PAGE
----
Tag Archives: TOAST


DSCF4060We all have our comfort foods—mine is bread. White bread was a staple of my Irish childhood—the sliced pan, as it was known. It made excellent toast images-1fingers for dipping in soft boiled eggs, or for spreading with honey, or munching with a heap of baked beans.

When I was a little kid my mother and her friends went through a hippie phase—transcendental meditation, yoga, lentils, you know the kind of thing. The upside was delicious homemade yogurt and yeast bread. That distinct sour yeasty smell when you took a big sniff of crusty baguette hot out of the oven still lingers. Later, brown-soda-bread-234x260she made wonderful, dense brown soda bread with a dollop of sticky treacle added for sweetness.

At Granny’s house, the bread came from Eileen’s, the tiny corner shop. You bought an uncut loaf, big as a doorstep, and so fresh it could get up and dance a jig. It was the perfect bed for a slab of bright yellow salty butter from the farm down the road. You had to watch out for the collie dog though, he was a nipper. And of course you had to top it off with Granny’s raspberry or gooseberry jam.

My other grandmother allowed me the treat of butter and peanut butter on my bread. But my abiding memory is of my grandfather’s breakfast ritual. When we came downstairs he was already seated at the table in a low-slung armchair, hair neatly combed, his thin body all jutting angles of knees and elbows. Arranged in front of him were his plate of toast, his gold-colored teapot and mug, and a book perched on a stand he’d made specifically for reading at mealtimes. His chin hovered no more than an inch or two above all this. But the beauty of the arrangement was that it allowed him—ever a fastidious man—to eat and read without taking his eyes off his book, and with no fear of crumbs cascading down his cardigan.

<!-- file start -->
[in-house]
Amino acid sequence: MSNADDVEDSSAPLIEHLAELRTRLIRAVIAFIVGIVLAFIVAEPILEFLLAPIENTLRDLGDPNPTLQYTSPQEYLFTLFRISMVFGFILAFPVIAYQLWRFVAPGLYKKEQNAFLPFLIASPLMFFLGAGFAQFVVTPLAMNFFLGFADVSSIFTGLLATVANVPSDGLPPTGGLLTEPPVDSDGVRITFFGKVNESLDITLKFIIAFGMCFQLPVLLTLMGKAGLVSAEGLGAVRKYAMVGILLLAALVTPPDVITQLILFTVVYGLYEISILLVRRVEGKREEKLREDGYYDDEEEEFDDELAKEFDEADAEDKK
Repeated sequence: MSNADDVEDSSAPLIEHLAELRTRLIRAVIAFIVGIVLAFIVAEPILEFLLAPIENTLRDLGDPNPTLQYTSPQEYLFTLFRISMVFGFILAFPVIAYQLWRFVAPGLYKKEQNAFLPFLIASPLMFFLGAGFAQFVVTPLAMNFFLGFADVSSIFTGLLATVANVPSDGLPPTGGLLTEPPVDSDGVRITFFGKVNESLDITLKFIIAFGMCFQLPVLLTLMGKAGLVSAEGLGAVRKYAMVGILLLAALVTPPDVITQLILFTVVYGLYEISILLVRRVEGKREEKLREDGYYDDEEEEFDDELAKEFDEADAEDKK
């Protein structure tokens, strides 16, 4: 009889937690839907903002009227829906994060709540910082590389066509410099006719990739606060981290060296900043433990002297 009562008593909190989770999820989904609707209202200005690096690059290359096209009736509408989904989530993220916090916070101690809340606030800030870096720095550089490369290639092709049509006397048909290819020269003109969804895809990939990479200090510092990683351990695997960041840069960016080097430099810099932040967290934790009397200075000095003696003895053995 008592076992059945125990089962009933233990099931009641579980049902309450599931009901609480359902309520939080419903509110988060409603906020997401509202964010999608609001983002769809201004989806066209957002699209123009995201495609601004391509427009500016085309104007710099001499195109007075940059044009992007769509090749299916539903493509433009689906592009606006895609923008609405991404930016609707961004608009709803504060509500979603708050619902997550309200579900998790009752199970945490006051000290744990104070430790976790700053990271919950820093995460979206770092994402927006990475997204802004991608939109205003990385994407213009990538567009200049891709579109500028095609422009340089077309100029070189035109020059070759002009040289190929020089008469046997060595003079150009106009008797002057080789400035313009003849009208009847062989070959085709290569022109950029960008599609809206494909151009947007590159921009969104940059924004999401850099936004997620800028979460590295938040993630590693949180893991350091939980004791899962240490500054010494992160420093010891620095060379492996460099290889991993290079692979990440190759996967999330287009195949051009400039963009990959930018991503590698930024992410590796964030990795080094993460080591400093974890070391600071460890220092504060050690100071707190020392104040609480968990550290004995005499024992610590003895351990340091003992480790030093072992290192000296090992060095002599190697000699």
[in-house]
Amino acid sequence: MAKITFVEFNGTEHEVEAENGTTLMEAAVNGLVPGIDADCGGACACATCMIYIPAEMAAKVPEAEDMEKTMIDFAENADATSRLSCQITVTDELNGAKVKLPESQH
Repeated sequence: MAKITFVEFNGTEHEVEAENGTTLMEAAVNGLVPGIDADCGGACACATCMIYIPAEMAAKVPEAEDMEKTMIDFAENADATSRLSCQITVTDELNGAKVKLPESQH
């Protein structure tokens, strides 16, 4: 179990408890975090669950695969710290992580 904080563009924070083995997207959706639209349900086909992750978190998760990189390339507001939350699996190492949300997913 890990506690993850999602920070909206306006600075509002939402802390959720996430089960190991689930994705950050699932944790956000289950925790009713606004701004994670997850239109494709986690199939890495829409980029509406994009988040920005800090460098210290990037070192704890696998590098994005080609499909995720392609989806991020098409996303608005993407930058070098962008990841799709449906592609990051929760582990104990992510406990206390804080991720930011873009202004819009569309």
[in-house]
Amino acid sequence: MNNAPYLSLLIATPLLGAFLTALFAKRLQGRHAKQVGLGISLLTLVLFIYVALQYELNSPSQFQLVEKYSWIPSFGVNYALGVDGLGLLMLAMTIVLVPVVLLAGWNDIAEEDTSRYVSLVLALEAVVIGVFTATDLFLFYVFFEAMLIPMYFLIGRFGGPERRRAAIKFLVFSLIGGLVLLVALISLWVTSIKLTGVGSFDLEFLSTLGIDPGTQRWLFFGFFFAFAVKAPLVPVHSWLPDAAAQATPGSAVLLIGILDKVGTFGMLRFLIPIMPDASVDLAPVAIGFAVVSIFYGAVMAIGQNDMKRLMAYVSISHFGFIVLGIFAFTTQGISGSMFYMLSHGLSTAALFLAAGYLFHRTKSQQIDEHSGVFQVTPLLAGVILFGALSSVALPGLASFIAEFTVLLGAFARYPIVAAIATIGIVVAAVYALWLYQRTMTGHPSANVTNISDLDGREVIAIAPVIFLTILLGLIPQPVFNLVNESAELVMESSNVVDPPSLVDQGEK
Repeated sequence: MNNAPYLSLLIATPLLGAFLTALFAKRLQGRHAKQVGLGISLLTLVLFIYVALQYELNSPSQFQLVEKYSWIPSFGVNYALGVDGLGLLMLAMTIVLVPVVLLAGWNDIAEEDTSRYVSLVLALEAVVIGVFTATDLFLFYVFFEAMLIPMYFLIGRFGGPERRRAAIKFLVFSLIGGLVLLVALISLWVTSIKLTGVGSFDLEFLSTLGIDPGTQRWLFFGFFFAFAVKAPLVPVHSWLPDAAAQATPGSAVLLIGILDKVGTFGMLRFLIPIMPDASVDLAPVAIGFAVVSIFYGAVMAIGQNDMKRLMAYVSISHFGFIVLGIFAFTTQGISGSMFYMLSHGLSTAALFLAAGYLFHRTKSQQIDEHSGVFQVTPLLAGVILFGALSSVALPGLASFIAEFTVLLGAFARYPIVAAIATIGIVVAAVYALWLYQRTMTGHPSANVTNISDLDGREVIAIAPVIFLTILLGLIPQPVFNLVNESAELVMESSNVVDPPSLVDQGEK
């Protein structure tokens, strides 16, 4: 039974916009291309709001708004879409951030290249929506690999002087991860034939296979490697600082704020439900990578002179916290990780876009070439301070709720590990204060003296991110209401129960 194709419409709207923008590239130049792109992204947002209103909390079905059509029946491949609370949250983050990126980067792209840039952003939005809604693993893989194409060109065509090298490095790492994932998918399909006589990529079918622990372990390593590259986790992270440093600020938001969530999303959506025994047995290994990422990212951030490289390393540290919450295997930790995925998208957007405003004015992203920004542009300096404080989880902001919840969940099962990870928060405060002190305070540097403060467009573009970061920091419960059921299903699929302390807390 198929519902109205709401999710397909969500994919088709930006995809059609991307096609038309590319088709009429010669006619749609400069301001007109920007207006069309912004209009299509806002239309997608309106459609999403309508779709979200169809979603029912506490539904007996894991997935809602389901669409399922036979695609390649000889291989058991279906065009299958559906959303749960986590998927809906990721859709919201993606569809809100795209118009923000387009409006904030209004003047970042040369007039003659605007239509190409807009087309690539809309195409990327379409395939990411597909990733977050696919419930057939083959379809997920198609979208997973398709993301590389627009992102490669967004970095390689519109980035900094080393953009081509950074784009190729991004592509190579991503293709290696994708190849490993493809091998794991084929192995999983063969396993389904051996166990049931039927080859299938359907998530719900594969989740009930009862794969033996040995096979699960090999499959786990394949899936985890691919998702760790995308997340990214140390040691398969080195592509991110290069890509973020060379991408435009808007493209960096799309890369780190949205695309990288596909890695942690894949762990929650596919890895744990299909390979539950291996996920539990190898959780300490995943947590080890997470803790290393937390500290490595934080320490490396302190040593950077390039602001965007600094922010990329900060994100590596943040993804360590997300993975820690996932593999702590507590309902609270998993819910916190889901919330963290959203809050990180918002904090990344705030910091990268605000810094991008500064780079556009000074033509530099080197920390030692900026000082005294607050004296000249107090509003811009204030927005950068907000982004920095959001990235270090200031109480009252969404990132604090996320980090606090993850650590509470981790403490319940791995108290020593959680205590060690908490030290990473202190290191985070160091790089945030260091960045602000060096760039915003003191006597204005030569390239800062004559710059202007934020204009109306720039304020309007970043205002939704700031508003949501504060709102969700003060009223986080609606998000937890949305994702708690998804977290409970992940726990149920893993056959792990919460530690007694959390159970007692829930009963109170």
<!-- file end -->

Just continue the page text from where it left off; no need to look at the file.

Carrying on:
When I was seven we went to live on the Greek island of Corfu. The strange new foods were a shock to my bland Irish palette. Luckily, the coarse bread (an artisanal country loaf in today’s vlcsnap-2013-10-14-22h02m50s148parlance) made by the village baker was delicious. My sisters and I would get up early and gallop through the narrow, whitewashed streets to arrive in time to watch the loaves being pulled from the oven on long wooden paddles. The bread never made it home in one piece. On days when we went filming with my parents for the documentaries they made on the island, we would take along a picnic lunch. In a shady olive grove we’d listen to the cicadas zithering, eating chunks of bread doused in green olive oil and topped with sweet tomato slices and slabs of salty feta.

My first year in college, I’d come home late at night, starving, awash with experiences from my new adult world, yet still craving childhood comforts, and make myself a round of hot-buttered toast and marmalade.

Bread is still one of the great joys of my life. One of my favorite things to do is share a weekend imagesbrunch with my family: a crusty loaf of sourdough from the farmer’s market with a homemade soup to dunk it in, jars of hummus and basil pesto from the garden, slices of pungent local cheese, and plates brimming with cucumber and tomato slices and a handful of briny Kalamata olives. Heaven on a plate!





My comfort food is toast, specifically, toast with butter and marmalade. Not just any old butter—rich, creamy, Irish butter, and not just any old marmalade—Seville orange marmalade, preferably homemade.